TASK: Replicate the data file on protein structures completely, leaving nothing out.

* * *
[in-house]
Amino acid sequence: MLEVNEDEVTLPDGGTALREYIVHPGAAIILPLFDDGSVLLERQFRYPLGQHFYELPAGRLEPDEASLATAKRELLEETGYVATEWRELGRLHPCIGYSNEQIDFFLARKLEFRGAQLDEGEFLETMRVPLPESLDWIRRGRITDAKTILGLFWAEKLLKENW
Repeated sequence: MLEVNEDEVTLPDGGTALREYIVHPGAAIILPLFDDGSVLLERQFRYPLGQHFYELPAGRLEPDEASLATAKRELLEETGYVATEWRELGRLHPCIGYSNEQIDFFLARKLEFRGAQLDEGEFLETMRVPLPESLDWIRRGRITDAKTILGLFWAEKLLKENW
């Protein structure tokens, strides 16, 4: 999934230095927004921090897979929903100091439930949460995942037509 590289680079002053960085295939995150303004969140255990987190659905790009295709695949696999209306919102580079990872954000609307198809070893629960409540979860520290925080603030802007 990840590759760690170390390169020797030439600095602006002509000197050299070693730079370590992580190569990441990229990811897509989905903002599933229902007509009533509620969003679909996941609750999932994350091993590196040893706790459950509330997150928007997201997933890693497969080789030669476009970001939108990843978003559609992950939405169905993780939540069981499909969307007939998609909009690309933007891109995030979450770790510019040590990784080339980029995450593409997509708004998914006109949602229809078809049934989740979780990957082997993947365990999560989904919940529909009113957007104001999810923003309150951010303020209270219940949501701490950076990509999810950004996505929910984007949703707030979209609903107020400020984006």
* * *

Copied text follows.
[in-house]
Amino acid sequence: MLEVNEDEVTLPDGGTALREYIVHPGAAIILPLFDDGSVLLERQFRYPLGQHFYELPAGRLEPDEASLATAKRELLEETGYVATEWRELGRLHPCIGYSNEQIDFFLARKLEFRGAQLDEGEFLETMRVPLPESLDWIRRGRITDAKTILGLFWAEKLLKENW
Repeated sequence: MLEVNEDEVTLPDGGTALREYIVHPGAAIILPLFDDGSVLLERQFRYPLGQHFYELPAGRLEPDEASLATAKRELLEETGYVATEWRELGRLHPCIGYSNEQIDFFLARKLEFRGAQLDEGEFLETMRVPLPESLDWIRRGRITDAKTILGLFWAEKLLKENW
């Protein structure tokens, strides 16, 4: 999934230095927004921090897979929903100091439930949460995942037509 590289680079002053960085295939995150303004969140255990987190659905790009295709695949696999209306919102580079990872954000609307198809070893629960409540979860520290925080603030802007 990840590759760690170390390169020797030439600095602006002509000197050299070693730079370590992580190569990441990229990811897509989905903002599933229902007509009533509620969003679909996941609750999932994350091993590196040893706790459950509330997150928007997201997933890693497969080789030669476009970001939108990843978003559609992950939405169905993780939540069981499909969307007939998609909009690309933007891109995030979450770790510019040590990784080339980029995450593409997509708004998914006109949602229809078809049934989740979780990957082997993947365990999560989904919940529909009113957007104001999810923003309150951010303020209270219940949501701490950076990509999810950004996505929910984007949703707030979209609903107020400020984006």